Associated Press

And That Happened: Wednesday’s scores and highlights


Kobe’s last game? Golden State going for the record? Over a dozen night baseball games? That’s all good, but after the Braves went down 3-0 and looked to be on their way to yet another loss I switched to Art Carney and Lily Tomlin in “The Late Show,” which is one of the weirder but still more fun 1970s movies I’ve seen in a while. Sometimes you gotta step away from sports and remind yourself that no matter how old you are, there are some cool movies you haven’t seen and then make a point to see them.

Anyway, here are the scores. Here are the highlights:

Mets 2, Marlins 1: Why I could never be a fan of a New York team: people were talking about this afterwards as if it were a “must-win” game. Like, not just crazy fans and columnists. The manager of the team was saying stuff like this. Baseball is supposed to fun, man. If my team thinks it has a must-win game on April 13 I’m just gonna get all freaked out and not enjoy myself for six months. This was enjoyable though.

Angels 5, Athletics 1: Four in a row for the Angels thanks to Matt Shoemaker and Albert Pujols. The Angels are still my dark horse “collapse at some point over the summer and have a really ugly end to the season” team this year — maybe the only real candidate for this in the AL — but for now they’re humming along pretty well.

Indians 4, Rays 1: Terry Francona said starter Carlos Carrasco was battling some “intestinal turmoil” at the beginning of the game. Given that he pitched eight innings of one-run ball with eight strikeouts I’d hate to see what he would’ve done to the Rays if his intestines were a placid sea of peacefulness. In other news, I heard that one of my favorite hardcore bands from the 1980s, “Intestinal Turmoil,” is getting back together. I probably won’t go to any of their shows, though. Not the same since their bass player killed all of those people and then died after choking on prison food while awaiting trial. I lost interest then, because that was a pretty boring way for a 1980s hardcore band member to die, comparatively speaking. Show me something, man. Show you’re committed to the scene.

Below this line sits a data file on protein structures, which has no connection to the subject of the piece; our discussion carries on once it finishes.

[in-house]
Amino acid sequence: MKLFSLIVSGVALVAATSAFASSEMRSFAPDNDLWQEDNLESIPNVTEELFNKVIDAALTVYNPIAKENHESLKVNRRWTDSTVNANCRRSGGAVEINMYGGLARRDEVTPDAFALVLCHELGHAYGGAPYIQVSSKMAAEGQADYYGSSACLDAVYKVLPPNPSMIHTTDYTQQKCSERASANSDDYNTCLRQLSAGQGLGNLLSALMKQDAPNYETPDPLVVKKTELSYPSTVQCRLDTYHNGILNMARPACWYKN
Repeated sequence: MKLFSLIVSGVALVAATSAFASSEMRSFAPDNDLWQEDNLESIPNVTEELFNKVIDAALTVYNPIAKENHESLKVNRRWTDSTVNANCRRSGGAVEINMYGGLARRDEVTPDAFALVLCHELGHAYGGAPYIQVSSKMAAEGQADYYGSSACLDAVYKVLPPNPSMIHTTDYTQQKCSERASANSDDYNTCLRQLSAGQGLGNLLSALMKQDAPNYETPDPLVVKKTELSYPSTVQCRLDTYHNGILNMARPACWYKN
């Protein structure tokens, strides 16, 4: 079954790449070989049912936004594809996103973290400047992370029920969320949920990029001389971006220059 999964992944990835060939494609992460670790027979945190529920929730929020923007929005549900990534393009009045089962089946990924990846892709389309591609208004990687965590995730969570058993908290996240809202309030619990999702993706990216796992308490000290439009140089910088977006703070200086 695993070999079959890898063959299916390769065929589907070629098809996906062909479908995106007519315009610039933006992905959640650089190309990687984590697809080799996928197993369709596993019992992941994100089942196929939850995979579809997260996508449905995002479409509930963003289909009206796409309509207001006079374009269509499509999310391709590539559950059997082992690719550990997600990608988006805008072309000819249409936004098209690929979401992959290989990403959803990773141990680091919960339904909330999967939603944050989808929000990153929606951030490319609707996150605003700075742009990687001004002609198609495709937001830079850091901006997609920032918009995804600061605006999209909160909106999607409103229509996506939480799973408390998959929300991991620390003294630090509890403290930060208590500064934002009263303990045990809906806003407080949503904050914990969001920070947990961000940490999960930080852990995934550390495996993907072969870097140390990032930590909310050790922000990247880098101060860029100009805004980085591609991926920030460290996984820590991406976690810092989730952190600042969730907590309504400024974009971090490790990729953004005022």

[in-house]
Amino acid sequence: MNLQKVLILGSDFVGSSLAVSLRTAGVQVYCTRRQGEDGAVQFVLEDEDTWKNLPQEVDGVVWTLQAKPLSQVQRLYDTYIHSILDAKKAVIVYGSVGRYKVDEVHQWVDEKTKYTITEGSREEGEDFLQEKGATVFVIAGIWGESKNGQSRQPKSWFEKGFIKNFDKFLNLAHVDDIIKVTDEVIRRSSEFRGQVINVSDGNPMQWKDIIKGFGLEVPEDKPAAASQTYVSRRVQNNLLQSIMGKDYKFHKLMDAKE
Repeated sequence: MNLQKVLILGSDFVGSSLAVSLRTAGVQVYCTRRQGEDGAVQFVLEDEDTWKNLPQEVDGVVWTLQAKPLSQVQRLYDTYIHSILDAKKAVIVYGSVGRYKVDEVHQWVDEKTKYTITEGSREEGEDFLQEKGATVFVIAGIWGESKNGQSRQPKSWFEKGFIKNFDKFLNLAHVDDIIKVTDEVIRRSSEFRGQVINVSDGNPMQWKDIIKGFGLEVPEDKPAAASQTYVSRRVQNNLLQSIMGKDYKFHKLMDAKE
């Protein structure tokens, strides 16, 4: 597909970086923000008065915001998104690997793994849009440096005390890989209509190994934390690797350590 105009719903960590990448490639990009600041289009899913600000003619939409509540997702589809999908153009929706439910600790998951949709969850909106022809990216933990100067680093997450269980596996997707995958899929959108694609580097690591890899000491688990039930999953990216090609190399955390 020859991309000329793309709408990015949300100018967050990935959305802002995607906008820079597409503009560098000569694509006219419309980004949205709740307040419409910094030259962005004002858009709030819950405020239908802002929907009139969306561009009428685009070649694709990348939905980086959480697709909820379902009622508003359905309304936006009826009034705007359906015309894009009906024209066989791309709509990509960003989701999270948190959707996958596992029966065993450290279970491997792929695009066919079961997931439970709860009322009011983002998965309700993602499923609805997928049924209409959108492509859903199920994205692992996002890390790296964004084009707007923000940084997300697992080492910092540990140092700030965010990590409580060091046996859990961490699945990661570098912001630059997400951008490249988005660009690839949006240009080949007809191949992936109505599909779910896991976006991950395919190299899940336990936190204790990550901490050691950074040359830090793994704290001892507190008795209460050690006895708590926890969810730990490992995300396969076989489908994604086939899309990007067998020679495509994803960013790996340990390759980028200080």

Mariners 4, Rangers 2: The Mariners had a 2-1 lead in the eighth but blew it and it was 2-2 in the bottom of the 10th inning when Dae-ho Lee came up to bat. He was benched because a righty got the start — and had been struggling anyway — but Lee came up big in a pinch hitting situation, smacking an 0-2 fastball off Jake Diekman for a walkoff two-run homer.

Red Sox 4, Orioles 2: The O’s finally lose one. Had to happen eventually, as there has never been a team to go 162-0 in a baseball season. Not even in that 1988 version of Lance Hafner Baseball I had for my Commodore 64 in which I created a team consisting of Bench, Gehrig, Morgan, Wagner, Schmidt, Mays, Ruth and Aaron with a pitching staff that matched up to that talent level. I think I ended up going 150-12 or something like that, because even computer systems in 1988 had that annoying “look, I know you’re taking advantage of me here, but I am NOT going to stand for this” mode. I think the first team to beat me was the 1987 Tigers or Blue Jays. After that I really cooled on my team. Don’t do that, O’s fans. Your guys are still good.

Brewers 6, Cardinals 4: “Hello. My name is Domingo Santana. You killed my father. Prepare to die.” At least that’s what I assume Santana said to Trevor Rosenthal before their ninth inning faceoff. It went about as well for Rosenthal as things went for Count Rugen. With go-ahead two-run homers being about as welcome to relievers as a sword to the gut.

Nationals 3, Braves 0Tanner Roark pitched seven shutout innings. He was a spot starter, as Stephen Strasburg was scheduled to go but was scratched due to an illness. The spot starter could’ve been Art Carney or Lily Tomlin and it would’ve gone the same way. Art Carney has been dead for over 12 years and Lily Tomlin is 76 years-old. The Braves are bad.

White Sox 3, Twins 0Carlos Rodon was very Carlos Rodony, showing great stuff and not giving up any runs but still walking five in six innings. When he puts it together he’s gonna be something. He just hasn’t put it together yet. Didn’t have to really have it together, however, given that he was facing the Twins. Jerry Sands gave the Sox some insurance with a two-run homer in the seventh off of Phil Hughes. The Twins are 0-8. They too are bad.